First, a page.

Monday, December 03, 2007

Fannie Mae Conforming Limit: Then and Now

There was some discussion in the comments about whether the lower number of house sales in the Sacramento Area represented a "return to normal", as it were, or an unusually low number of sales. Darth Toll then postulated that 2001 should have been a normal cycle peak, but then a bubble formed that drove prices to the stratosphere.

I remember several discussions at the time focused around the Fannie and Freddie, and how raising the conforming limit kept the punch bowl filled with money for the manic buyers. Once the scandals broke and GSE lending slowed, many believed the bubble would deflate. That turned out to be a false hope, as the hedge funds and investment banks stepped in with piles of dumb money looking for any return.

But before the hedgies, there was Fannie and Freddie. One thing that drove the Bubblesphere nuts was the fact that the GSEs conforming limit kept rising, even as prices rose. Fannie and Freddie seemed to be encouraging the bubble, which ran counter to their mission to provide "affordable housing". Yet as I searched down memory lane (ain't the web grand?), I couldn't seem to find any data illustrating the changes in the conforming limit, and how it might correlate to the bubble house prices. So, I made one:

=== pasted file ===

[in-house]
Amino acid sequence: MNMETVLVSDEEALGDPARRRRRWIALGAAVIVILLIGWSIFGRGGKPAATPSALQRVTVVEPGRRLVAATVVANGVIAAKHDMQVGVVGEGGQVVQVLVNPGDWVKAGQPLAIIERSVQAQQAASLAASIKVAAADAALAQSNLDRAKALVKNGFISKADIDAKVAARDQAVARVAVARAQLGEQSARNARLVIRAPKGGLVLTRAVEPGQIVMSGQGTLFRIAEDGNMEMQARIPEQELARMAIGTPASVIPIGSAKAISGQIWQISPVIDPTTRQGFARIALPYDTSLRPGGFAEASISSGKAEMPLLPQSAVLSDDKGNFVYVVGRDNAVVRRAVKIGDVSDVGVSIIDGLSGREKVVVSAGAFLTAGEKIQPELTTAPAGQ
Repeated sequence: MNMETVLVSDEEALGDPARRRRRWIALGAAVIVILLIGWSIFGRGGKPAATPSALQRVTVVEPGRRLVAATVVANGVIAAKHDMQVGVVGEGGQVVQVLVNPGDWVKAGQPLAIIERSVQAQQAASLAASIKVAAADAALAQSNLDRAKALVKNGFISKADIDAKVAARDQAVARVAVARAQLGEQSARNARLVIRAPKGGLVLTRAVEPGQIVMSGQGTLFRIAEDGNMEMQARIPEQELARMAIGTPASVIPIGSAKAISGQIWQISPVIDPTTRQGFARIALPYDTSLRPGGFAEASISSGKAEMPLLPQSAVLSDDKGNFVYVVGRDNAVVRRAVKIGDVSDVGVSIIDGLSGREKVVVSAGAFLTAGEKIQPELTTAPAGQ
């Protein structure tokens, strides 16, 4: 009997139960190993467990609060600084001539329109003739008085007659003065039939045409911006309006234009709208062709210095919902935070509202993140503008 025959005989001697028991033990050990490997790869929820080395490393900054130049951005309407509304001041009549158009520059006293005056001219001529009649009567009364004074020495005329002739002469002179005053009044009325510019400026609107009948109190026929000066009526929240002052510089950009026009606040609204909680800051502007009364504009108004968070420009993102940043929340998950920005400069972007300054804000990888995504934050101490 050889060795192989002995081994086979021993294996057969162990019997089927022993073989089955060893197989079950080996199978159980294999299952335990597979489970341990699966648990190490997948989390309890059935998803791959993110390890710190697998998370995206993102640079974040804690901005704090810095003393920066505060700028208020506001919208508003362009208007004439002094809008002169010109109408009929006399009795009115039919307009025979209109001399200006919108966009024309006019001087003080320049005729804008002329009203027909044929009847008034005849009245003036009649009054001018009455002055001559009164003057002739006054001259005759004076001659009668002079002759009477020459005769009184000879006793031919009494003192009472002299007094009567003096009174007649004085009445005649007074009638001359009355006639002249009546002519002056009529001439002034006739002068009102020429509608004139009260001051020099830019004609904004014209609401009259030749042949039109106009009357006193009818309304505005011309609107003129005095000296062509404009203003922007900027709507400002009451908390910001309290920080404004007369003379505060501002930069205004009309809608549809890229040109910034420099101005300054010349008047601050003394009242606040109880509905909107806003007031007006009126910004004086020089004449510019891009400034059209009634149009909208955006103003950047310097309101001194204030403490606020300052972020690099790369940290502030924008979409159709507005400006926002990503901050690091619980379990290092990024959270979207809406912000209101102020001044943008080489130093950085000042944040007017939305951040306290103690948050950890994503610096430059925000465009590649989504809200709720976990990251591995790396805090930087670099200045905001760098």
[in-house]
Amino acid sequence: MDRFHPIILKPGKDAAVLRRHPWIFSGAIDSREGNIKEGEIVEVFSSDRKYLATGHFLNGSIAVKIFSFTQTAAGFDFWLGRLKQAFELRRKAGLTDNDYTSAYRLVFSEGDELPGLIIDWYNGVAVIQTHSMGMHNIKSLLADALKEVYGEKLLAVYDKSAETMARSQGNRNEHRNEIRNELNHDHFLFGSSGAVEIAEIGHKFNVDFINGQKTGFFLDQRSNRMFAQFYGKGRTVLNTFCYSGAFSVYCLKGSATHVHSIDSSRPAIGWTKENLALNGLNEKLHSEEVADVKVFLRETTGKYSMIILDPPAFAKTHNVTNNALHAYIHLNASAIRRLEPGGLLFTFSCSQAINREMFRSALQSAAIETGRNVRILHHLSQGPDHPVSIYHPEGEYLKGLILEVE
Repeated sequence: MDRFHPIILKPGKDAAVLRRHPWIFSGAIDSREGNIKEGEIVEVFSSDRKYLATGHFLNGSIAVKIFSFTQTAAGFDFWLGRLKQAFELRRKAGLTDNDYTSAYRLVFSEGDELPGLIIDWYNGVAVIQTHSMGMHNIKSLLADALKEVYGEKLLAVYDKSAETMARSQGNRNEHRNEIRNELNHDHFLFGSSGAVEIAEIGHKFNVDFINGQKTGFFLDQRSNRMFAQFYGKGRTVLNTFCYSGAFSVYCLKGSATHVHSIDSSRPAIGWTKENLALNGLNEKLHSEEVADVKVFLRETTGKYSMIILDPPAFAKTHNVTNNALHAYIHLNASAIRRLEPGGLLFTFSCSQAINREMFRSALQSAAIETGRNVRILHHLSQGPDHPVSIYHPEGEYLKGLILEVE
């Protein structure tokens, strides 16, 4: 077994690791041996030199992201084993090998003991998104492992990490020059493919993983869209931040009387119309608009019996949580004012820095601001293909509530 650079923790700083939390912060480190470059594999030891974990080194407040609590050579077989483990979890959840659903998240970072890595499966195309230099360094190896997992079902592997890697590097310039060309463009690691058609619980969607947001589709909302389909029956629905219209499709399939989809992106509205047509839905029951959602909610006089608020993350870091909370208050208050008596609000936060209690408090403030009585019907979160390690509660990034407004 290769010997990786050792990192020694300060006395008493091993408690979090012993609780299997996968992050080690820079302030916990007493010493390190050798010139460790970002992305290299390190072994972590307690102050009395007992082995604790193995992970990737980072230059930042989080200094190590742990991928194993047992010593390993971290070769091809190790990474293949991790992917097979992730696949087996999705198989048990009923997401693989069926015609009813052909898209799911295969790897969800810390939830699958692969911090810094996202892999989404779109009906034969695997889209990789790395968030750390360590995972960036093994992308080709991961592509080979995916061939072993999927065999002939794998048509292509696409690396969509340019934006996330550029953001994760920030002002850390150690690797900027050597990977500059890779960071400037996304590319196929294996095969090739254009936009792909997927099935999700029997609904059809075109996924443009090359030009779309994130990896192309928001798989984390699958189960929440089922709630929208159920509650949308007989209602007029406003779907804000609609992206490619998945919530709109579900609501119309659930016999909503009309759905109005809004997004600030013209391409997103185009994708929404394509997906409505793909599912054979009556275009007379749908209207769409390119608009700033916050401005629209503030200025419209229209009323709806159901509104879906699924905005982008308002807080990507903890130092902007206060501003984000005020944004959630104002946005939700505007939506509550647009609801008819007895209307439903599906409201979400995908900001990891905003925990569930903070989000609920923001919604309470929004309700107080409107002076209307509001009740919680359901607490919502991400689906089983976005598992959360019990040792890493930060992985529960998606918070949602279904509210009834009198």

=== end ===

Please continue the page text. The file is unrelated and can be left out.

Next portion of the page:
Limit data taken from Fannie Mae (pdf), CPI data from the BLS. CPI adjusted to 2007 dollars.

That sure looks like the familiar bubble graph we all know and love. I am no macro economist, so can someone explain this to me? Did increasing the conforming limit encourage the bubble, or were the GSEs simply chasing the market upward?


Buying Time said...

Wow....really nice work Max. I had read a while back an editorial in the WSJ blaming Fannie and Freddie for the housing mess....and I thought it was pretty ridiculous at the time. But after seeing this graphic they certainly played the role of enabler.

Patient Renter said...

From a comment at HBB:

"Mozilo is begging Freddie & Fannie to socialize the risk [remove/raise caps] to he can go back to privatizing his profits."

This is exactly the problem.